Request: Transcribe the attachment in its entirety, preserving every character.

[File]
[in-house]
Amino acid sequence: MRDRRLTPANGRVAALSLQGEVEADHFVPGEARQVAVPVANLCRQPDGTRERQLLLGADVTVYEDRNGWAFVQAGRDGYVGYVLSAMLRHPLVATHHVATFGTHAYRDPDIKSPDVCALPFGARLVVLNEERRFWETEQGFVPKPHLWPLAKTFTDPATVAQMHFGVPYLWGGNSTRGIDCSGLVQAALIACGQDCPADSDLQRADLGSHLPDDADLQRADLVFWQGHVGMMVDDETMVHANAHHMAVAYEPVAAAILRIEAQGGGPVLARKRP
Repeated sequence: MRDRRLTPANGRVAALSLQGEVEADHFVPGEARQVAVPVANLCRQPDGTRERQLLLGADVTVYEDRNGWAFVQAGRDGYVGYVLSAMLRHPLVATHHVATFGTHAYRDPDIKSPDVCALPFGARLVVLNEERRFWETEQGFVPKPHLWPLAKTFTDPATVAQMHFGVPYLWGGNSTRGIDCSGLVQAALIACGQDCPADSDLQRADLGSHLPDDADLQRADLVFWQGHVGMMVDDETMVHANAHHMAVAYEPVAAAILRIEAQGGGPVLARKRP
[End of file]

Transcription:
[in-house]
Amino acid sequence: MRDRRLTPANGRVAALSLQGEVEADHFVPGEARQVAVPVANLCRQPDGTRERQLLLGADVTVYEDRNGWAFVQAGRDGYVGYVLSAMLRHPLVATHHVATFGTHAYRDPDIKSPDVCALPFGARLVVLNEERRFWETEQGFVPKPHLWPLAKTFTDPATVAQMHFGVPYLWGGNSTRGIDCSGLVQAALIACGQDCPADSDLQRADLGSHLPDDADLQRADLVFWQGHVGMMVDDETMVHANAHHMAVAYEPVAAAILRIEAQGGGPVLARKRP
Repeated sequence: MRDRRLTPANGRVAALSLQGEVEADHFVPGEARQVAVPVANLCRQPDGTRERQLLLGADVTVYEDRNGWAFVQAGRDGYVGYVLSAMLRHPLVATHHVATFGTHAYRDPDIKSPDVCALPFGARLVVLNEERRFWETEQGFVPKPHLWPLAKTFTDPATVAQMHFGVPYLWGGNSTRGIDCSGLVQAALIACGQDCPADSDLQRADLGSHLPDDADLQRADLVFWQGHVGMMVDDETMVHANAHHMAVAYEPVAAAILRIEAQGGGPVLARKRP